Psychological effects of the 2001 UK foot and mouth disease epidemic in a rural population: qualitative diary based study BMJ Online First
The 2001 UK foot and mouth disease epidemic was a human tragedy, not just an animal one, concludes a study published online by the BMJ today.
The UK's foot and mouth disease epidemic in 2001 has been described as the most serious event ever to occur in a country previously free of the disease. Between 6.5 million and 10 million animals were slaughtered across the UK and the disaster caused widespread disruption and closure of much of the British countryside for more than a year.
But because the epidemic was treated as an animal problem, little is known about the human cost of the disaster.
Researchers from Lancaster University Institute for Health Research recruited a panel of 54 individuals, representing a wide range of rural workers and residents. Over a period of 18 months, panel members wrote more than 3,000 weekly diaries which were analysed along with in-depth interviews and participated in group discussions to capture evidence about the impact of the disaster and processes of recovery.
Their reports showed that life after the foot and mouth epidemic was accompanied by distress, feelings of bereavement, fear of a new disaster, loss of trust in authority and a sense that the value of local knowledge had been undermined.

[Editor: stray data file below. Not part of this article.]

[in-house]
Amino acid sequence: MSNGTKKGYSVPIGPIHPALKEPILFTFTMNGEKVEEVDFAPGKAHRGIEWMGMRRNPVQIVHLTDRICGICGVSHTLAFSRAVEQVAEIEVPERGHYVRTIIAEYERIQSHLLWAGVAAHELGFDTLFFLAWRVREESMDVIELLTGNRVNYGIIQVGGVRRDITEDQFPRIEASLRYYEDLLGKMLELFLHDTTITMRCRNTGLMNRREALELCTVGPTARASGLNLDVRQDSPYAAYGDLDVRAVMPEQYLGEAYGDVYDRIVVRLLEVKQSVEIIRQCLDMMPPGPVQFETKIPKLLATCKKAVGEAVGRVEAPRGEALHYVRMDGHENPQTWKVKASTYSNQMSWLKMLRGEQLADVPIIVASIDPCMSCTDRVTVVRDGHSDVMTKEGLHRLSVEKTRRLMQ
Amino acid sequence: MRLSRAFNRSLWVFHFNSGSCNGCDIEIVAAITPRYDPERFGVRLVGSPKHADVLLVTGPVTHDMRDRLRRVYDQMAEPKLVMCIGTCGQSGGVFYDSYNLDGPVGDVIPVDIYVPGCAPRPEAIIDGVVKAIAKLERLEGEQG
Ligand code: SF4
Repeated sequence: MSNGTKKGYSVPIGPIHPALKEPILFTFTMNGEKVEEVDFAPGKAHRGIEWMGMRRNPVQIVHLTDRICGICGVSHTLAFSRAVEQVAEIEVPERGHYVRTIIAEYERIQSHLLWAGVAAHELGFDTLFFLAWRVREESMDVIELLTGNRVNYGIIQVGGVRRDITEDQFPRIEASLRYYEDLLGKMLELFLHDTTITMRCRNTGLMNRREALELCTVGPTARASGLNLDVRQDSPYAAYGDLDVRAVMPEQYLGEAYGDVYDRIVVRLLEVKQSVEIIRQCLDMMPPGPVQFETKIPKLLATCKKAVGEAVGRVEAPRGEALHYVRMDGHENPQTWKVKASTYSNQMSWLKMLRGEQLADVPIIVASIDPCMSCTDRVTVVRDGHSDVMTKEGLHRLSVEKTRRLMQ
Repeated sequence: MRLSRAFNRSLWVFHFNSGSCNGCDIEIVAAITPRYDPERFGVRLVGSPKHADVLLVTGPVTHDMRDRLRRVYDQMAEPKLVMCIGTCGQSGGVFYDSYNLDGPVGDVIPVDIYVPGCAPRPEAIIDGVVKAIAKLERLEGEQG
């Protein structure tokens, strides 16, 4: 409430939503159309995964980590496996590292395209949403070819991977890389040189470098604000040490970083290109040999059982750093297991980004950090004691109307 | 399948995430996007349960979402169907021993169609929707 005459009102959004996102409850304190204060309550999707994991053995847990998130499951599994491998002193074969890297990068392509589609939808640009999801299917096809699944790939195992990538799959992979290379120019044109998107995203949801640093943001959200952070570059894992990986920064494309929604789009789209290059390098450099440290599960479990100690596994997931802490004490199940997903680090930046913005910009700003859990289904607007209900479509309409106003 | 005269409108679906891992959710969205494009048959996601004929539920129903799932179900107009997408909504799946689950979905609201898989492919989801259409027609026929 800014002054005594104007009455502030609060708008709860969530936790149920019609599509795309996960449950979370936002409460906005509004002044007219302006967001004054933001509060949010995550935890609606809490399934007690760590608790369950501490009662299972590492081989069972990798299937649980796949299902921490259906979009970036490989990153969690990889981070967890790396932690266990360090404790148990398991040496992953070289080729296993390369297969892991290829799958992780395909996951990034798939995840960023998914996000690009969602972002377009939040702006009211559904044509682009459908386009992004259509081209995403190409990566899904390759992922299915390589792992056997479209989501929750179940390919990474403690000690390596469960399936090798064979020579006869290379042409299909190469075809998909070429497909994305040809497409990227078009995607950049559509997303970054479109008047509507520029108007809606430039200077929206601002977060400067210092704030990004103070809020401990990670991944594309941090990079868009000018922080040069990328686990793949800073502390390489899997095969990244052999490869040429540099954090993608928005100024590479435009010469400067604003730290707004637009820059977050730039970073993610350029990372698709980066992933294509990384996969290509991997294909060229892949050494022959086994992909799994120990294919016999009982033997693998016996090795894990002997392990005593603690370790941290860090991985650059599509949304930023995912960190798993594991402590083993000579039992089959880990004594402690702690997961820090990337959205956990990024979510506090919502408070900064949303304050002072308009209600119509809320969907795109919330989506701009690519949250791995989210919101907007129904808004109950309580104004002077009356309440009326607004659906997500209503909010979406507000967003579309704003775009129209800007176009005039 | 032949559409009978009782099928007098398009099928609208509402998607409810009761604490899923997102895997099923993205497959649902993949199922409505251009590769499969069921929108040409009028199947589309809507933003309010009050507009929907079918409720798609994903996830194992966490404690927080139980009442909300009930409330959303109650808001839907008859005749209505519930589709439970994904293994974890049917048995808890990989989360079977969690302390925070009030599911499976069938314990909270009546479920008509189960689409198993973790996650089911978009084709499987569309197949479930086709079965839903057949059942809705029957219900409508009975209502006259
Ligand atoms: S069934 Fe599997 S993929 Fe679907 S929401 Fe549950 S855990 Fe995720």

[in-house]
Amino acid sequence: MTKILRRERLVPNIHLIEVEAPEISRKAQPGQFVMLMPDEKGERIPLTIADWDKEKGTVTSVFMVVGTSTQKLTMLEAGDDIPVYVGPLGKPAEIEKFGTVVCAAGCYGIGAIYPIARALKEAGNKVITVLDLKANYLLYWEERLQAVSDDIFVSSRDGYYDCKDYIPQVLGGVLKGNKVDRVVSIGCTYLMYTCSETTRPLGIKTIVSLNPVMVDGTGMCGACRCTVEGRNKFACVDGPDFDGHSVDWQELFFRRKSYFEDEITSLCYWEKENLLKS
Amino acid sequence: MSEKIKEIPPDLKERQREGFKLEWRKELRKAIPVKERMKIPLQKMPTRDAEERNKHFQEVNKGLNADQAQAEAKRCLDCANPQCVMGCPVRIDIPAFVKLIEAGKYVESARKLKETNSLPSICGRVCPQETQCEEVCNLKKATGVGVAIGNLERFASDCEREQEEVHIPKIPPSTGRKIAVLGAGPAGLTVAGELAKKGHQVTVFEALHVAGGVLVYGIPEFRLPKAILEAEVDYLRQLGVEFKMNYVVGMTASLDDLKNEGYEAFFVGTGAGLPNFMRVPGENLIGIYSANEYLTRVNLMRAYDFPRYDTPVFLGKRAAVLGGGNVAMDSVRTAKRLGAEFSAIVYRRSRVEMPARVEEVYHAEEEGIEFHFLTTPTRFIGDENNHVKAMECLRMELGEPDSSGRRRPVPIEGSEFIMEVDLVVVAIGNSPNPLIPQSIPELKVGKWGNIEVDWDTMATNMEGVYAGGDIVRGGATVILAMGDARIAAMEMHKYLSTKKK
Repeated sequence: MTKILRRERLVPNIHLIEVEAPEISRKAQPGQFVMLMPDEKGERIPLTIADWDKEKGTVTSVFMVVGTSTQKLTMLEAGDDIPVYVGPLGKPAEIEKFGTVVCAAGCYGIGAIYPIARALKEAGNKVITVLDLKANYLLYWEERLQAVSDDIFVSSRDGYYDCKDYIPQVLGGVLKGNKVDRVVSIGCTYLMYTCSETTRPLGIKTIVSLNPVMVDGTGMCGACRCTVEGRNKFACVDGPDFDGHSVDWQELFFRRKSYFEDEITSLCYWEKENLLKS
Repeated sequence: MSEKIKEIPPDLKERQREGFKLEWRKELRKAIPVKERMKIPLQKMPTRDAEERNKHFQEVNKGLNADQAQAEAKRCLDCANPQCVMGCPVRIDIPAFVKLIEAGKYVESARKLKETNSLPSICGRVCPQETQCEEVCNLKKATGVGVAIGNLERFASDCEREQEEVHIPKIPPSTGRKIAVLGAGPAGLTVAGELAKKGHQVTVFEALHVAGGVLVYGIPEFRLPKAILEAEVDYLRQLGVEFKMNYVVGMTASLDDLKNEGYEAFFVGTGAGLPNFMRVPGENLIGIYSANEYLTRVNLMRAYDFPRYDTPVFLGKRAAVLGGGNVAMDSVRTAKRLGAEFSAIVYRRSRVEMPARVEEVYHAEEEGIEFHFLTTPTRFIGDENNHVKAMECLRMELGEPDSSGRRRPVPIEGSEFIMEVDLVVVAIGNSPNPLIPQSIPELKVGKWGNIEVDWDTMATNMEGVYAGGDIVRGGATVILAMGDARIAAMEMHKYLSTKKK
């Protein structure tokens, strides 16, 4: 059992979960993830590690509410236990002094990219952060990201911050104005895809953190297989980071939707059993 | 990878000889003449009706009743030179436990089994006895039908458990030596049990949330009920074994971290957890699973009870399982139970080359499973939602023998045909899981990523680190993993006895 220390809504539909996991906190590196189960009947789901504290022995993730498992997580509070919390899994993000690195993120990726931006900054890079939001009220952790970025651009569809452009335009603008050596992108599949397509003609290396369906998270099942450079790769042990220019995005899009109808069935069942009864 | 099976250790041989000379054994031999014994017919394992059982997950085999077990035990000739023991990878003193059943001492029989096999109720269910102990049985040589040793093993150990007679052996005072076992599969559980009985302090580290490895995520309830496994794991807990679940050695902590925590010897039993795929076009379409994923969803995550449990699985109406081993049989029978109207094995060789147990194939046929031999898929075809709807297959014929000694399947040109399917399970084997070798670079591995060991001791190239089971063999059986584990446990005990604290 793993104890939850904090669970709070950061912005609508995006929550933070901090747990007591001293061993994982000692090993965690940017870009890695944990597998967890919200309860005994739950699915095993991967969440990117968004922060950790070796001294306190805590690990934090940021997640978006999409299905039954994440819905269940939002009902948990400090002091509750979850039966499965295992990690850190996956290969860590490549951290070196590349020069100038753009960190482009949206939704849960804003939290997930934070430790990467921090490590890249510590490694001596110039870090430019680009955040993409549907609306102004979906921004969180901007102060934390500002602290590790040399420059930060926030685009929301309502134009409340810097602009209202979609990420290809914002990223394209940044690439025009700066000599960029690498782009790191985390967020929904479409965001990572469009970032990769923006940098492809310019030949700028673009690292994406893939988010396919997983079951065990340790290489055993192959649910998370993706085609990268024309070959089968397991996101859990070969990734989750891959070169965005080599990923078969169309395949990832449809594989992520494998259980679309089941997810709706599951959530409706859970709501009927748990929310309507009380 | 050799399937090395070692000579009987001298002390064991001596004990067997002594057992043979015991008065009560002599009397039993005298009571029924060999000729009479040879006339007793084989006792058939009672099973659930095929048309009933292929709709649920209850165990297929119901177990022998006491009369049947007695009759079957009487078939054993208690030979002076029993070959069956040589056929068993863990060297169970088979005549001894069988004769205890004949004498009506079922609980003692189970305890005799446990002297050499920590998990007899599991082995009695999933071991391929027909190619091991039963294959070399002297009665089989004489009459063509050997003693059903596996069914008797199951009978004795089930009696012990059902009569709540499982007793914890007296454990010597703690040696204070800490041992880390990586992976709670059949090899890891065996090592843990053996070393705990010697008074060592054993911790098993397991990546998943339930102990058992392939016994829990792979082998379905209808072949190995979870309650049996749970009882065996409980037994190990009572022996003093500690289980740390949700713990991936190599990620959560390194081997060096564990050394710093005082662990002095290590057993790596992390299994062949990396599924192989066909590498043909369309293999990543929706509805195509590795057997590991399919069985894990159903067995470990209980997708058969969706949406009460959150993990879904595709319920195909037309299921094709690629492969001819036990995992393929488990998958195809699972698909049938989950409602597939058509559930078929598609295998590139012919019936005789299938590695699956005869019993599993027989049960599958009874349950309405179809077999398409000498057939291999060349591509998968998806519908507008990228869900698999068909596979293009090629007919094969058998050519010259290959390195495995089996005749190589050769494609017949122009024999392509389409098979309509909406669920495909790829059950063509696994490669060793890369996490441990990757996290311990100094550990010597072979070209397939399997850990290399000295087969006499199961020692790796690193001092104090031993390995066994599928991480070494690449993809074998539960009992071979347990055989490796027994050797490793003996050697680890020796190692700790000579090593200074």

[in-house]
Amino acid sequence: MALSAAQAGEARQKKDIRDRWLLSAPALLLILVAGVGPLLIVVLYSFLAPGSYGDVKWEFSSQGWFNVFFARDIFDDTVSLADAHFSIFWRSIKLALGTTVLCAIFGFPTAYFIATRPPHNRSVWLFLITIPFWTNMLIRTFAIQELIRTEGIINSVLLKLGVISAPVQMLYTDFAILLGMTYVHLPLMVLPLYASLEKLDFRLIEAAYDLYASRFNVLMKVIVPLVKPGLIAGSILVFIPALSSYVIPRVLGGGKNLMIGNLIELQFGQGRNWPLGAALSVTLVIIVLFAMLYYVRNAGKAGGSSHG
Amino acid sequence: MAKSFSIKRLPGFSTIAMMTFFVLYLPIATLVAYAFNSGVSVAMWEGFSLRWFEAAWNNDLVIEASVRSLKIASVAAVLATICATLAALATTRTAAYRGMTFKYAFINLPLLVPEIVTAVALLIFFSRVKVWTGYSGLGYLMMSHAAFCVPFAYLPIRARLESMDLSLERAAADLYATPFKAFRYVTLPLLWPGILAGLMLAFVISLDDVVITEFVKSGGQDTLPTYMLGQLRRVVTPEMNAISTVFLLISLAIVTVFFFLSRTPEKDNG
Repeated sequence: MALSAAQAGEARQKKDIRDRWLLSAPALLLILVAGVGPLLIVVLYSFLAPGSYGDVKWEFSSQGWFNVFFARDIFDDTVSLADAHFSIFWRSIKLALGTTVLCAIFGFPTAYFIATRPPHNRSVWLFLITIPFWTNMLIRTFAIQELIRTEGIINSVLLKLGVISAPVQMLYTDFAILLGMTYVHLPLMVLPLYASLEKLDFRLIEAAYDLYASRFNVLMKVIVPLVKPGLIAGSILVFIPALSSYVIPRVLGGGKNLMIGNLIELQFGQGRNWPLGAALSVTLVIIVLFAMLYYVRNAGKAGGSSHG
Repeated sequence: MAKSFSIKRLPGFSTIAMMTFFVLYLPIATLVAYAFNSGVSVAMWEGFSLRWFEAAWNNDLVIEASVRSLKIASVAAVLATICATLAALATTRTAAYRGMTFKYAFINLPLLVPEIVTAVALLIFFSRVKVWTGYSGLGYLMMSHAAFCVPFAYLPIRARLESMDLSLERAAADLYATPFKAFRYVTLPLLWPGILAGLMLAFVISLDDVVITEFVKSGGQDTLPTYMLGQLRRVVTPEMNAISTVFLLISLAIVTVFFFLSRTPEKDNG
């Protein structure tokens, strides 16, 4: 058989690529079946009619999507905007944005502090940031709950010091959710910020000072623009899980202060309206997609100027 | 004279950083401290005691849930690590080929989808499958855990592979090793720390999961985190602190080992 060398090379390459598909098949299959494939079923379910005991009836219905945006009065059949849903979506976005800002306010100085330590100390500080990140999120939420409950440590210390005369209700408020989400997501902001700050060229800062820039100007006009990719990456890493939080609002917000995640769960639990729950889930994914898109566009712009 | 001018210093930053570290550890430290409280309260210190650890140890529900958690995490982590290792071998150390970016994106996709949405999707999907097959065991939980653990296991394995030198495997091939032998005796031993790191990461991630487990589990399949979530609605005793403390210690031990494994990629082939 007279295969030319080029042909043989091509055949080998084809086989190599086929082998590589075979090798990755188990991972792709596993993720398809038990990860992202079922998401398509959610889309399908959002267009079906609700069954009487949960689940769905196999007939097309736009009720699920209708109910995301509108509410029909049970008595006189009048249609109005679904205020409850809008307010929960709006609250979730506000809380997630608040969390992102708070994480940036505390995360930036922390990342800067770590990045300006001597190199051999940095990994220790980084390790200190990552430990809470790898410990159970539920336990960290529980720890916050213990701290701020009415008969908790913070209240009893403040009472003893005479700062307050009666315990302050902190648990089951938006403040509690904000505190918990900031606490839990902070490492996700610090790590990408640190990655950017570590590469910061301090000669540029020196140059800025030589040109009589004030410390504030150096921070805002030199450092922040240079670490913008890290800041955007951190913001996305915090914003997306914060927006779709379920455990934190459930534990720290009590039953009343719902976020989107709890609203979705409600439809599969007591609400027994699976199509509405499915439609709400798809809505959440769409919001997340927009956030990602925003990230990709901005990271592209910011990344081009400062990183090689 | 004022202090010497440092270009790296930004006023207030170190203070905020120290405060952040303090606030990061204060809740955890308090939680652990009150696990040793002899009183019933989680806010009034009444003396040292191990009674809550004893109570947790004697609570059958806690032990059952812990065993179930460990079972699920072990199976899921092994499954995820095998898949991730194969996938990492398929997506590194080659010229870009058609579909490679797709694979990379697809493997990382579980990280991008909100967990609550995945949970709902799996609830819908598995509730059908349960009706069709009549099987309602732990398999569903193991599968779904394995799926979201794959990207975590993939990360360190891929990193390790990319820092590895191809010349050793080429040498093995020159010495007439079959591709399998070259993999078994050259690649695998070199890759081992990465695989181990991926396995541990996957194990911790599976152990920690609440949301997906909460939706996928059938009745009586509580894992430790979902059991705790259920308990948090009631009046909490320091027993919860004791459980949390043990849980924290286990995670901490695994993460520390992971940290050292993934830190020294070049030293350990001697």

Distress was experienced well beyond the farming community. In the aftermath of the disaster, health and social problems included flashbacks, nightmares, uncontrollable emotion, conflict within communities and increased social isolation. In the longer term, there was evidence of stress, anxieties about emissions from disposal sites, loss of confidence in authority, confusion, bitterness and increased fear of unemployment. Many of these effects continued to feature in the diaries throughout the 18 month period.
But the team also found that suffering was alleviated by trusted informal and formal support networks. This implies that statutory and voluntary organisations have a more complex and enduring role after a disaster than has been understood.
They argue for more flexibility in disaster planning, rather than the creation of new bodies or more targets and protocols. "People who have experienced a disaster may not be sick as a result, but they need careful and appropriate support to rebuild their lives and regain confidence," they say.
They recommend joint service reviews of what counts as a disaster, regular sharing of intelligence, debriefing and peer support for front line workers, increased community involvement in disaster management, and wider more flexible access to regeneration funding and rural health outreach work.
Source: Eurekalert & othersLast reviewed: By John M. Grohol, Psy.D. on 21 Feb 2009
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